Use this URL to cite or link to this record in EThOS: https://ethos.bl.uk/OrderDetails.do?uin=uk.bl.ethos.786156
Title: Development of high-throughput imaging mass spectrometry
Author: Burleigh, Robert
ISNI:       0000 0004 7971 6238
Awarding Body: University of Oxford
Current Institution: University of Oxford
Date of Award: 2019
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Abstract:
Mass specific surface images with micron and sub-micron spatial resolution can be recorded with a mass spectrometer. Ion microscope mass spectrometry imaging uses a defocused laser or ion beam to simultaneously analyse large sample areas. The ions are subsequently separated by their time-of-flight (ToF) and their spatial location is electrostatically transferred onto a two-dimensional position-sensitive detector. The detected ions are converted to light and recorded by either, a charged coupled device (CCD) camera and a photo multiplier tube (PMT), or an event-triggered complementary metal-oxide semiconductor (CMOS) sensor. CMOS sensors such as the Timepix3 cam and a PImMS camera are capable of multi-mass ion imaging. The result is a series of images corresponding to each recorded m/z, further demonstrating the high-throughput capability of the instrument. An ion microscope has three drawbacks when compared to microprobe MSI: low mass resolution, a small mass range and poor spatial resolution. For each of these limitations, this thesis presents a solution that can be applied simultaneously to improve the performance and applicability. An ion microscope, incorporating a reflectron, was used to simultaneously image mass-resolved ions generated from a 0.3mm diameter surface. Mass and spatial resolutions of 8100±700m/Δm and 14 μm were obtained by using post extraction differential acceleration (PEDA) ion optical focusing to create a pseudo-source plane for a single-stage gridless reflectron. The obtainable mass resolution was limited only by the response time of the position-sensitive detector, and could potentially reach 30 200±2900m/Δm. Single-field PEDA has a mass-resolved window that is approximately 19% of the spatially-resolved mass window. A time-dependent pulse applied after ions have exited the extraction region facilitates an increase in the mass resolution over the entire spatially resolved mass range. The potential energy surface of the time-dependent pulse is chosen so that it approximates the dependency between the ion ToF and molecular weight. Mass resolution between 2500 - 8100m/Δm has been achieved for ions between 300 - 625 Da, whilst preserving approximately 14 μm spatial resolution. The spatial resolution has been improved in silico with the introduction of a four-plate ion optic. The electrode arrangement and potentials have been optimised using minimisation routines. An 800 nm spatial resolution has been achieved with the optimised ion optics. The Timepix3 cam has recorded time resolved ion images from a reflectron ion microscope. The camera has been operated in continuous readout mode and the individual experiments have been separated using optical fibre that directs part of the laser pulse onto the sensor. This provides an alternative to the expensive readout systems that are typically used. The resolutions achieved with this technique are comparable to those obtained using a CCD/PMT combination.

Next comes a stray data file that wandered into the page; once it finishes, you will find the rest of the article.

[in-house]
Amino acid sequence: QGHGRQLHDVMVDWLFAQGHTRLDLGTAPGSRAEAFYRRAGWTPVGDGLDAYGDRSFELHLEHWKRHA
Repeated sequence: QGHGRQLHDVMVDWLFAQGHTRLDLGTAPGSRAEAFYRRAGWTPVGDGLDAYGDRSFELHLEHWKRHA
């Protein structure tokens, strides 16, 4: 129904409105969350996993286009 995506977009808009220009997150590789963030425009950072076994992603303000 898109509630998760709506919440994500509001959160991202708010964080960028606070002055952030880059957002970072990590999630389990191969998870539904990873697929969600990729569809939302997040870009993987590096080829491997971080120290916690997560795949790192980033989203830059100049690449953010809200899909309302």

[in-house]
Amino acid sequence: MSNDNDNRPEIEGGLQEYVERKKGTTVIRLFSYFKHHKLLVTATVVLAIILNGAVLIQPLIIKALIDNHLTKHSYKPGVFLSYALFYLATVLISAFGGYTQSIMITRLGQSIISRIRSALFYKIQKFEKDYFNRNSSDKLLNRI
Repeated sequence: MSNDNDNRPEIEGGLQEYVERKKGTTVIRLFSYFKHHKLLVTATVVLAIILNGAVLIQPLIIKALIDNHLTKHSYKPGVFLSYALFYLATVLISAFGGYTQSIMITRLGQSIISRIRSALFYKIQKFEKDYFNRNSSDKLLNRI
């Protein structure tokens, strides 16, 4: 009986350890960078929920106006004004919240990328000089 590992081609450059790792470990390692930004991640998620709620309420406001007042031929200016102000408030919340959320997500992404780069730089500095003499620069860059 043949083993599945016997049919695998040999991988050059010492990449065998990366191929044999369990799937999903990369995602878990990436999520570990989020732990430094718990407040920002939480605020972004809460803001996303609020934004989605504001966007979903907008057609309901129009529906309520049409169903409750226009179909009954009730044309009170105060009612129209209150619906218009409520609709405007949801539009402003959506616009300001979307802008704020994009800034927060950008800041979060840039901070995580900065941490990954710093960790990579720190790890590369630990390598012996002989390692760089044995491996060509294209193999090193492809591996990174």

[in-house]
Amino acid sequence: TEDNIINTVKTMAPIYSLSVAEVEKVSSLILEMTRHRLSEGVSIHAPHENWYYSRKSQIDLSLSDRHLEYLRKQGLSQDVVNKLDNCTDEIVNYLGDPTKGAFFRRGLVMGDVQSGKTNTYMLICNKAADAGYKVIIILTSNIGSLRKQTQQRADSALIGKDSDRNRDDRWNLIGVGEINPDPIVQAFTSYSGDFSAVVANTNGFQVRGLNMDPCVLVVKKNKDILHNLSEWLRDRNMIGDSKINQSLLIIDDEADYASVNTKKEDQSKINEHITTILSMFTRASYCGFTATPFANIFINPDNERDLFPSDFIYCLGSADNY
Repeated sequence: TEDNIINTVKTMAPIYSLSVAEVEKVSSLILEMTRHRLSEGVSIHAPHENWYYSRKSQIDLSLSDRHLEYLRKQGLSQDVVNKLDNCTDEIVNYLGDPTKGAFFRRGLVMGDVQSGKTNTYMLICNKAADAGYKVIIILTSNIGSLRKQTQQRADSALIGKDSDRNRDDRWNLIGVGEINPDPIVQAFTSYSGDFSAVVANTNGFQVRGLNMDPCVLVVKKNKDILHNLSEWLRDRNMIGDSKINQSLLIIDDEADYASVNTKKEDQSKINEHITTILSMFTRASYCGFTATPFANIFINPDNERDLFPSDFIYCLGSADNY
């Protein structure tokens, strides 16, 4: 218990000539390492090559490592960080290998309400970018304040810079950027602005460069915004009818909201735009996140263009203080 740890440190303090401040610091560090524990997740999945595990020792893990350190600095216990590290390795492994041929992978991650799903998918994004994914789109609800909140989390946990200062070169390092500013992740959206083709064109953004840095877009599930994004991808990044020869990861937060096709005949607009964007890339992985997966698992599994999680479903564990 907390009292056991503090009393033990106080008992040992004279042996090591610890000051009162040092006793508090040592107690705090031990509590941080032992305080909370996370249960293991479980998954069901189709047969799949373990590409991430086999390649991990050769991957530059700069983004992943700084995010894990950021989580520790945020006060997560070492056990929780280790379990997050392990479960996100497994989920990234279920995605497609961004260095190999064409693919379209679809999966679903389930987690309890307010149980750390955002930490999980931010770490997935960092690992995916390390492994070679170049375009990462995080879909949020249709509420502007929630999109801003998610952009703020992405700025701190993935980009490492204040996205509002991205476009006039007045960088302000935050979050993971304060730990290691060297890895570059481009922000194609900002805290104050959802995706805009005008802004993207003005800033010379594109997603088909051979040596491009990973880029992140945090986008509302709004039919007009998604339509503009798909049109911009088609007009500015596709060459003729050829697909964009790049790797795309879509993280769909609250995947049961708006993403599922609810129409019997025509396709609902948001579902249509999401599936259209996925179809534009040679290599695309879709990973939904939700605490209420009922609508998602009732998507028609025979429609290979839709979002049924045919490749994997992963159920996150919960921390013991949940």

Supervisor: Brouard, Mark Sponsor: Not available
Qualification Name: Thesis (Ph.D.) Qualification Level: Doctoral
EThOS ID: uk.bl.ethos.786156  DOI: Not available
Keywords: Chemistry ; physics
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